Temporal range: Late Triassic, 217–215 Ma
|Lessemsaurus (largest) and Fasolasuchus in Singapore|
Fasolasuchus is an extinct genus of rauisuchid. Fossils have been found in the Los Colorados Formation of Argentina that date back to the Rhaetian stage of the Late Triassic, making it one of the last rauisuchians to have existed before the order became extinct at the end of the Triassic.
It is quite possibly the largest known member of Rauisuchia, with an estimated length of 8–10 meters (26–33 ft), even bigger than the prestosuchid Saurosuchus at 7 meters (23 ft) in length. This would make Fasolasuchus the largest terrestrial predator to have ever existed save for large theropods. Like Saurosuchus, it had only a single row of caudal osteoderms, unusual among rauisuchians. It also had a hyposphene-hypantrum articulation that gave the vertebral column extra rigidity. This feature is also seen in several other rauisuchians such as Postosuchus as well as saurischian dinosaurs.
- Bonaparte, J. F. 1981. Description de “Fasolasuchus tenax” y su significado en la sistemarica y evolucion de los thecodontia. Revista del Museo Argentino de Ciencias Naturales “Bernardino Rivadavia” 3:55–101.
- Bonaparte, J. F. (1986). Locomotion in Rauisuchid Thecodonts. Journal of Vertebrate Paleontology 3(4):210-218.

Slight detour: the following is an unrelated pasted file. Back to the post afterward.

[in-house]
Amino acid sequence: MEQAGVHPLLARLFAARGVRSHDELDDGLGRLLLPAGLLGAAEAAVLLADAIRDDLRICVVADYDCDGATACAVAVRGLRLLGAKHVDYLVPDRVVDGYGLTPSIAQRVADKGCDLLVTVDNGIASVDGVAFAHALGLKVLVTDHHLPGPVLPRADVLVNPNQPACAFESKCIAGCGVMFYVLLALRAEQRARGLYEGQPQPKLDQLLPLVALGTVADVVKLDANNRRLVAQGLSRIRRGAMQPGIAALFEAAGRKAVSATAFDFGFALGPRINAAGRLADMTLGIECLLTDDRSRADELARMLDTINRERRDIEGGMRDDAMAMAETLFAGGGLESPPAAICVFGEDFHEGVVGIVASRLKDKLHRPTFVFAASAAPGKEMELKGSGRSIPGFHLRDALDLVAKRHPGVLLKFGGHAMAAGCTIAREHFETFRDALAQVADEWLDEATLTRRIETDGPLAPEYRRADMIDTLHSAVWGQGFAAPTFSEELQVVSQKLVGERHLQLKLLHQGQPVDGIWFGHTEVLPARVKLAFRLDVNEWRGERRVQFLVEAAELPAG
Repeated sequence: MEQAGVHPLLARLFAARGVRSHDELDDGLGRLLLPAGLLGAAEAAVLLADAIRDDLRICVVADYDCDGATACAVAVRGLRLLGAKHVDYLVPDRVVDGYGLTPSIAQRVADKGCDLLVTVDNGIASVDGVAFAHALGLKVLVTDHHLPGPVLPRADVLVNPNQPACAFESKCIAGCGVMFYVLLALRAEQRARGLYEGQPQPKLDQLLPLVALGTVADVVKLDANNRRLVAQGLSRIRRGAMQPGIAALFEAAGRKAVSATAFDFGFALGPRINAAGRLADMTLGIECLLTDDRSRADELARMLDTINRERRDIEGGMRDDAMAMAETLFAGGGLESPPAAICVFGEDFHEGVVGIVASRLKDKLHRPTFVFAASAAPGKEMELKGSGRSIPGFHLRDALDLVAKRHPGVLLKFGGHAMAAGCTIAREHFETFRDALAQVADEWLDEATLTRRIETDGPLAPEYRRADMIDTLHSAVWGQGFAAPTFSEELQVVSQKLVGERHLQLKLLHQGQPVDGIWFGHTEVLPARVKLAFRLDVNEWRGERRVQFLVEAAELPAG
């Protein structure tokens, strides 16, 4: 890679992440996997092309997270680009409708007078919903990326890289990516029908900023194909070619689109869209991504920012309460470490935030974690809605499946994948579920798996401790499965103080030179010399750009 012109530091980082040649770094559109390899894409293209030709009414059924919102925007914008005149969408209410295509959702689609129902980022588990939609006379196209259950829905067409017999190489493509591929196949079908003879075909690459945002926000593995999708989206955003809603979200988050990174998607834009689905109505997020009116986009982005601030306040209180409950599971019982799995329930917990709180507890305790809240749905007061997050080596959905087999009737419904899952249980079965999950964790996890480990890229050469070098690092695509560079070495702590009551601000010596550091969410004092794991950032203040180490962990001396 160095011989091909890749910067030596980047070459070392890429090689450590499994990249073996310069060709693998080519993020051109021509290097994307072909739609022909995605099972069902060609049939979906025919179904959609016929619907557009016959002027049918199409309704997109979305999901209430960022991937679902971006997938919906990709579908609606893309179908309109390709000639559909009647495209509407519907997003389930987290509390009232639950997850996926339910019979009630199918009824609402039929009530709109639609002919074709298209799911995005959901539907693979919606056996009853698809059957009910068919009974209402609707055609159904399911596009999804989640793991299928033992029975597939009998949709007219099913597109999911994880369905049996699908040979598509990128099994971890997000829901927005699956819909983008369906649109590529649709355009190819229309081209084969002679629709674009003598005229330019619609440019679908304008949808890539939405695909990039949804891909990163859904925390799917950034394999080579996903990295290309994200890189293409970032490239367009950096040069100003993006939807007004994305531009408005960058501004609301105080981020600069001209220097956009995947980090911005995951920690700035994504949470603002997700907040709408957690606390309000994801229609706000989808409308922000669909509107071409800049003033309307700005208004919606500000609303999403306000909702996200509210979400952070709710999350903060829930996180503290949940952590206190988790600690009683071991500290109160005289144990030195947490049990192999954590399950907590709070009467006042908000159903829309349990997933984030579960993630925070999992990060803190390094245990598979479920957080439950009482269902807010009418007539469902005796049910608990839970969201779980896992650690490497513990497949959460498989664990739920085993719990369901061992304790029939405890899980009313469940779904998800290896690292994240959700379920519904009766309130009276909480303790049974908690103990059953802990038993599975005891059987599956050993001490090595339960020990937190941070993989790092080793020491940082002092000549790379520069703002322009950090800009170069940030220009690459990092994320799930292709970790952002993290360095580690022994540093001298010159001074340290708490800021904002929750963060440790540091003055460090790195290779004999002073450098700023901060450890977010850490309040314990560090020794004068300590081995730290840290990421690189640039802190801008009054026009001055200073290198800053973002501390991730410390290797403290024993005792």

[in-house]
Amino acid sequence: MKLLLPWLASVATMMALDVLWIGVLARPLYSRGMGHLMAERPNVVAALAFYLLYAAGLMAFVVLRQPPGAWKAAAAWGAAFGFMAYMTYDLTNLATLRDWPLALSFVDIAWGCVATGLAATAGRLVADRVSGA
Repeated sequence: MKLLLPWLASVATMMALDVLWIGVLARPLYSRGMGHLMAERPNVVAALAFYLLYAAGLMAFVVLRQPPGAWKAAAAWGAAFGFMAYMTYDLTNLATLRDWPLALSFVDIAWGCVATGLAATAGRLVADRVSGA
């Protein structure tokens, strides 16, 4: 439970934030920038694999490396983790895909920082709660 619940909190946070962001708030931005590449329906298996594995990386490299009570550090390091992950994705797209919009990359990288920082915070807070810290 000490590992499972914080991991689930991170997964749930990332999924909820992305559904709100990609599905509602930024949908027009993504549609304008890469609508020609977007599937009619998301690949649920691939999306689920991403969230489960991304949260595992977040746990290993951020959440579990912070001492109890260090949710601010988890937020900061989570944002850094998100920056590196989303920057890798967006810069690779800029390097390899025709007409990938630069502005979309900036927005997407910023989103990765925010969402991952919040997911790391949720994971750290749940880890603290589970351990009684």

- Sulej, T. (2005). A new rauisuchian reptile (Diapsida: Archosauria) from the Late Triassic of Poland. Journal of Vertebrate Paleontology 25(1):78–86.
- Weinbaum, J. C. and Hungerbüler, A. (2007). A revision of Poposaurus gracilis (Archosauria: Suchia) based on two new specimens from the Late Triassic of the southwestern U.S.A. Paläontologische Zeitschrift 81(2):131-145.
- Apesteguia, S. (2005). Evolution of the hyposphene-hypantrum complex within Sauropoda. In: Virginia Tidwell, Kenneth Carpenter, eds., Thunder-lizards: the Sauropodomorph dinosaurs. Bloomington. Indiana University Press. pp. 248-267.
- Nesbitt, S. J. (2011). "The early evolution of archosaurs: relationships and the origin of major clades" (PDF). Bulletin of the American Museum of Natural History. 352: 1–292. doi:10.1206/352.1.
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